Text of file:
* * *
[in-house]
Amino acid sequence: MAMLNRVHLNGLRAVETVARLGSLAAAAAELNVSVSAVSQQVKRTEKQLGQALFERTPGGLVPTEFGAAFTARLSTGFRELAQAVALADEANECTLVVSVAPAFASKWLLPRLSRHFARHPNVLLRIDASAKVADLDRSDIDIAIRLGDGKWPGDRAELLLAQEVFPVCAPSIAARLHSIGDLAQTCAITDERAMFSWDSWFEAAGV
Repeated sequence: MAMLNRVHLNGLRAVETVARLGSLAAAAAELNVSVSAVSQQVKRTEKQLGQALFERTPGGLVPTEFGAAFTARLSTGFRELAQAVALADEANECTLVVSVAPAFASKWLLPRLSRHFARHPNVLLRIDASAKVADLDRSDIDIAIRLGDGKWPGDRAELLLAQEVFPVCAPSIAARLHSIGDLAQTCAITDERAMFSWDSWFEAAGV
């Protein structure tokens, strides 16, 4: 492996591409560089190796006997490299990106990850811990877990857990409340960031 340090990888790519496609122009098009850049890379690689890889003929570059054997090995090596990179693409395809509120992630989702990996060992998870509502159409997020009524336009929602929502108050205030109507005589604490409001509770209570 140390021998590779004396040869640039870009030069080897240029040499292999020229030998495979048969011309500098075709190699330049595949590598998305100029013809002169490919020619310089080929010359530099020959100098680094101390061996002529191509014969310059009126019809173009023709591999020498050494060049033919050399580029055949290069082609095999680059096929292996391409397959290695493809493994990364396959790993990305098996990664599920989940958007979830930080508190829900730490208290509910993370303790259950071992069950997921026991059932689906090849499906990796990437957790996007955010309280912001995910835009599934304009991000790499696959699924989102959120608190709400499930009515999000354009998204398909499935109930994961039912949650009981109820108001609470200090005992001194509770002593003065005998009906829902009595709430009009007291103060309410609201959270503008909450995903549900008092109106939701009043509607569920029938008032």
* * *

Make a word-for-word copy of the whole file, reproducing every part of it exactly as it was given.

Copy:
[in-house]
Amino acid sequence: MAMLNRVHLNGLRAVETVARLGSLAAAAAELNVSVSAVSQQVKRTEKQLGQALFERTPGGLVPTEFGAAFTARLSTGFRELAQAVALADEANECTLVVSVAPAFASKWLLPRLSRHFARHPNVLLRIDASAKVADLDRSDIDIAIRLGDGKWPGDRAELLLAQEVFPVCAPSIAARLHSIGDLAQTCAITDERAMFSWDSWFEAAGV
Repeated sequence: MAMLNRVHLNGLRAVETVARLGSLAAAAAELNVSVSAVSQQVKRTEKQLGQALFERTPGGLVPTEFGAAFTARLSTGFRELAQAVALADEANECTLVVSVAPAFASKWLLPRLSRHFARHPNVLLRIDASAKVADLDRSDIDIAIRLGDGKWPGDRAELLLAQEVFPVCAPSIAARLHSIGDLAQTCAITDERAMFSWDSWFEAAGV
């Protein structure tokens, strides 16, 4: 492996591409560089190796006997490299990106990850811990877990857990409340960031 340090990888790519496609122009098009850049890379690689890889003929570059054997090995090596990179693409395809509120992630989702990996060992998870509502159409997020009524336009929602929502108050205030109507005589604490409001509770209570 140390021998590779004396040869640039870009030069080897240029040499292999020229030998495979048969011309500098075709190699330049595949590598998305100029013809002169490919020619310089080929010359530099020959100098680094101390061996002529191509014969310059009126019809173009023709591999020498050494060049033919050399580029055949290069082609095999680059096929292996391409397959290695493809493994990364396959790993990305098996990664599920989940958007979830930080508190829900730490208290509910993370303790259950071992069950997921026991059932689906090849499906990796990437957790996007955010309280912001995910835009599934304009991000790499696959699924989102959120608190709400499930009515999000354009998204398909499935109930994961039912949650009981109820108001609470200090005992001194509770002593003065005998009906829902009595709430009009007291103060309410609201959270503008909450995903549900008092109106939701009043509607569920029938008032």